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dc.contributor.authorSullivan, Joan E.en_US
dc.date.accessioned2013-02-14T18:51:36Z
dc.date.available2013-02-14T18:51:36Z
dc.date.issued1983en_US
dc.identifier.citation16 Creighton L. Rev. 978 (1982-1983)en_US
dc.identifier.urihttp://hdl.handle.net/10504/39452
dc.description.abstractINTRODUCTION|Judicial implication of a private right of action for violation of a statute has its roots in the ancient English common law doctrine of ubijus, ibi remedium-where there was a right, there was a remedy. An implied right of action has been well-known at common law in American courts. In 1916, the United States Supreme Court addressed the doctrine of implied rights for the first time in Texas & Pacific Ry. v. Rigsby. In Rigsby, the plaintiff was injured during his employment with the railroad company. He sued for damages under a federal statute which imposed a duty upon all railroad companies to keep appliances secure. The statute, however, did not provide an express private remedy. The Court found, nevertheless, that the safety of employees and travelers was the principal object of the statute, and held that an implied right of private action existed. Since the Rigsby decision, the question of what factors a court should consider in determining whether an implied right exists has remained unsettled. After Rigsby, and until the 1950s, it was assumed that since federal courts had jurisdiction to hear the cases, they had power to grant an implied remedy. Beginning in the early 1950s, the United States Supreme Court began to limit the circumstances under which an implied right of action would be granted...en_US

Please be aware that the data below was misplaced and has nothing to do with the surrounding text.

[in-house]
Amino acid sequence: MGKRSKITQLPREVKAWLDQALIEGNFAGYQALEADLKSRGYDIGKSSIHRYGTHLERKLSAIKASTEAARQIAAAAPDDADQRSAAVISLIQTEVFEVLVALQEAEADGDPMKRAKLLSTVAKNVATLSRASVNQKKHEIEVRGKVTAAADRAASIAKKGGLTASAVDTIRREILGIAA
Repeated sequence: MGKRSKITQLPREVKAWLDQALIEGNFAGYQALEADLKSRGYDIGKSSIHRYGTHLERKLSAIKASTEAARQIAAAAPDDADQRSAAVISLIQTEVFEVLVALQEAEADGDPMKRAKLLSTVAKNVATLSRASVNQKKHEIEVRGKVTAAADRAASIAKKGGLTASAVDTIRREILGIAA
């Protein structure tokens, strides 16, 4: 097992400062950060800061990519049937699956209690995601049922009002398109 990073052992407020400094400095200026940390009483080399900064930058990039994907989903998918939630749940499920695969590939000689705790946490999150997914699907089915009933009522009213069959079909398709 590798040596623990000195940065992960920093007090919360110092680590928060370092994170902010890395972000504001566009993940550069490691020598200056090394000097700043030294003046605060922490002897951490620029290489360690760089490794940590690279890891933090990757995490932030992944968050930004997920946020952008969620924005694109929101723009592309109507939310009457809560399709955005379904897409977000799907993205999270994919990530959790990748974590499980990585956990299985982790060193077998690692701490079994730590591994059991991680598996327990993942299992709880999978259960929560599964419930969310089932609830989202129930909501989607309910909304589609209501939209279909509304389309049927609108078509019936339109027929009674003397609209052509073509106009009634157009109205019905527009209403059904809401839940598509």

dc.publisherCreighton University School of Lawen_US
dc.titleConsumer Protection - McCabe v. City of Eureka: Denial of an Implied Private Right of Action under Section 1674 of the Consumer Credit Protection Acten_US
dc.typeJournal Articleen_US
dc.rights.holderCreighton Universityen_US
dc.description.volume16en_US
dc.publisher.locationOmaha, Nebraskaen_US
dc.title.workCreighton Law Reviewen_US
dc.description.note1982-1983en_US
dc.description.pages978en_US


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